Evans is a freak, there is no denying that; but is he such a freak that he leaves Matthews in the dust? Evans has the size advantage, but even when adjusted for weight, they have similar speed scores. Evans has a better HaSS, but Matthews is superior in lateral agility and leaping ability, as well as strength. So if the argument for Evans over Matthews is reliant on athleticism (because it certainly can’t be production) then I think the argument needs to shift to upside. Matthews was a 4 year player at Vanderbilt, but Evans has only been playing WR for 3 seasons. I wouldn’t favor that argument either, because I think Matthews has just as much, if not more, upside than Evans, but still, it’s there to be made.
3) Matthews Isn’t As Talented As Number Crunchers Think
If I understand the argument from the anti-Matthews contingent correctly, it goes something like this: “Yes, his numbers are very good, but he was the only option on a bad team and he doesn’t have the skills to be a WR1 in the NFL.” First, I tend to gravitate towards guys who were very good on very bad teams; the ability to produce when the defense knows that you are getting the ball seems to be a trait that would translate well to the NFL. However, the belief seems to be that Matthews doesn’t do the things that NFL WR’s do. I don’t typically rely on watching games to draw fantasy football conclusions, but there are a few clips that would refute this arguments.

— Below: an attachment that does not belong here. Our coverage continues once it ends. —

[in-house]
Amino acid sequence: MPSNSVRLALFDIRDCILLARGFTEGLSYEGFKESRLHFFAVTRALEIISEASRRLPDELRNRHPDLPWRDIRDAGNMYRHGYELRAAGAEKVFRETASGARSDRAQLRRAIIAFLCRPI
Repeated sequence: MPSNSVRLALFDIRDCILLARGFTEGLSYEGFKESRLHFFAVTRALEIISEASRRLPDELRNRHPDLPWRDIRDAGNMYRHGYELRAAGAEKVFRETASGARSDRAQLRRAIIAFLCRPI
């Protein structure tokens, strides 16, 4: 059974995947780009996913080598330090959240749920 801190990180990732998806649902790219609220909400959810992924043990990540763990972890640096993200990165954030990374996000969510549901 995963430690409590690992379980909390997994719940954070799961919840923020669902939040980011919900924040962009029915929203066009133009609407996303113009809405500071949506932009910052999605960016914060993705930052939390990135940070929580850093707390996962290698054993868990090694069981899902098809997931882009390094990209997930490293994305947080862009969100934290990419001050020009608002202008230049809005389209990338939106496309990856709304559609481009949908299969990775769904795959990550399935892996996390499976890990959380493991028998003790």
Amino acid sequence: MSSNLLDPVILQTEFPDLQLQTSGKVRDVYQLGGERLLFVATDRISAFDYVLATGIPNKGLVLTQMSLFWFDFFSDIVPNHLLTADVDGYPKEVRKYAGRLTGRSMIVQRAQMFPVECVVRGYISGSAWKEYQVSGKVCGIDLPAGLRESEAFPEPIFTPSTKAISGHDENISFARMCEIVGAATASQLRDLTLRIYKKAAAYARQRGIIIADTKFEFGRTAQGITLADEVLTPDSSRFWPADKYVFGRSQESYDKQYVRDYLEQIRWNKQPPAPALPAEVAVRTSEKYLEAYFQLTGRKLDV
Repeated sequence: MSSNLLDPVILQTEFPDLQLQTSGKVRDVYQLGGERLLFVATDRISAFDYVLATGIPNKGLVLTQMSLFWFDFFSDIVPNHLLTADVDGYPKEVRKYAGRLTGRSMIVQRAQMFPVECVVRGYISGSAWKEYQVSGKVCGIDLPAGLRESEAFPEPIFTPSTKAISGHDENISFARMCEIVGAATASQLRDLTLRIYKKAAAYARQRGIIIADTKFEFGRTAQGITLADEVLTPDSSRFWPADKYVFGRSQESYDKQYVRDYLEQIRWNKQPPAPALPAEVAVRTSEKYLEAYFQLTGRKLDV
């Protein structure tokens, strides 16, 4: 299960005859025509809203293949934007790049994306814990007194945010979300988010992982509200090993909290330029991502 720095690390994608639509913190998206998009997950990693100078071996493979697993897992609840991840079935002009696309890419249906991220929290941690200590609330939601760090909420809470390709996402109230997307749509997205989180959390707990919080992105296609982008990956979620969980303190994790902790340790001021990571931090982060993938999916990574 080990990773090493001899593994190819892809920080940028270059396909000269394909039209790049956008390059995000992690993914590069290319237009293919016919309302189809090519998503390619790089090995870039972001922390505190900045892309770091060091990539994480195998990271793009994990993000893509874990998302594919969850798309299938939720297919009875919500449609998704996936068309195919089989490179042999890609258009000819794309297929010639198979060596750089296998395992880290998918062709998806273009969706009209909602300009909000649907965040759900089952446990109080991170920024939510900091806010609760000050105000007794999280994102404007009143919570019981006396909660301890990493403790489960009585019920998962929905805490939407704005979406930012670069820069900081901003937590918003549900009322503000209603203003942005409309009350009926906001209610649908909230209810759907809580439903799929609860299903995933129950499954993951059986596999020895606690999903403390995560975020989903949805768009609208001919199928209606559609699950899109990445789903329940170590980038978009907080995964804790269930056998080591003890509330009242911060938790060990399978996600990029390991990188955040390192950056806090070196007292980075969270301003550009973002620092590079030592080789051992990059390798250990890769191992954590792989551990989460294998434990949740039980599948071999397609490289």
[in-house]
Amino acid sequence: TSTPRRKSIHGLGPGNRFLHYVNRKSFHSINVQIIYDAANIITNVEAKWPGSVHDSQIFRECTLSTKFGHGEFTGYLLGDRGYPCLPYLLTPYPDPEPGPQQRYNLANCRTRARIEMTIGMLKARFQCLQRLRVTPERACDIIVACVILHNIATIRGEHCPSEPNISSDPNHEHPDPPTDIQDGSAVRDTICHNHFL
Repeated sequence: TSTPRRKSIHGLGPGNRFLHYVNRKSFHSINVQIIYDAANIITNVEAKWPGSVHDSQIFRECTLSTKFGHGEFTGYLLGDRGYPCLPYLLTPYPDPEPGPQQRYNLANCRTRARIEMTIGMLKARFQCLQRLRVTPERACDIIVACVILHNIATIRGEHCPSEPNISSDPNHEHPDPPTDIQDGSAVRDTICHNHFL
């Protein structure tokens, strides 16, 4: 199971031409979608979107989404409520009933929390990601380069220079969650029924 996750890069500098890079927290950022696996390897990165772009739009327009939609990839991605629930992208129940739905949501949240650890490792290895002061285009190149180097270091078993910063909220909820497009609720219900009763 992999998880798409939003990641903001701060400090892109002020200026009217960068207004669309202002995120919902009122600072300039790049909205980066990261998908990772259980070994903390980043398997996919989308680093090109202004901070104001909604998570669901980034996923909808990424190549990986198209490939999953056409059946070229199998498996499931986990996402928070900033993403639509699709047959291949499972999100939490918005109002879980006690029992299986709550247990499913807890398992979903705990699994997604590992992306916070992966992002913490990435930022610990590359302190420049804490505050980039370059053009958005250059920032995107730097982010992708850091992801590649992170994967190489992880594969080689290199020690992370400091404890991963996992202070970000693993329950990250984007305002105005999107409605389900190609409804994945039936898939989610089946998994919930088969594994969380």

So, yeah, he just ran out of a cloud of 5 defenders and then hurdled a guy. Seems pretty skilled after the catch. What about contested catches, though?
I think it’s fair to say he can do the high point/contested catch thing reasonably well. I’ve watched all of his Draft Breakdown clips and didn’t see any evidence of him being athletically inferior to Mike Evans or technically inferior to Sammy Watkins. Just like every other highly touted NFL WR prospect, Matthews dominated inferior competition, which is what you want them to be doing, but you’d be hard pressed to find traits that Watkins/Evans have that Matthews doesn’t. In fact, there are several existing clips of Evans getting caught from behind (very troublesome) while on most of Matthews clips, you can find him out racing defenders to the endzone or splitting safeties. That’s about as unscientific as it gets, but that is the point: the only knock on Matthews is not falsifiable and not scientific. Even my amateur eye found evidence against it in a matter of minutes.
Why Wouldn’t You Take Matthews 1.01?
Fear. Watkins and Evans have the high draft position, which gives them a safe floor that Matthews would seem to lack on the surface. The way to think about this question is in terms of probabilities. My thoughts on Watkins are well known. I think Matthews is a superior prospect in every way, shape and form and the only advantage Watkins has is draft position. Evans, on the other hand, represents the upside of being a top 5 fantasy WR perennially… but so does Matthews. That’s what has gotten lost in this conversation. At the same time, Matthews is the safest pick at 1.01 and a pick that contains upside as well. When combining production, landing spot, and physical ability, I think Matthews is the clear choice.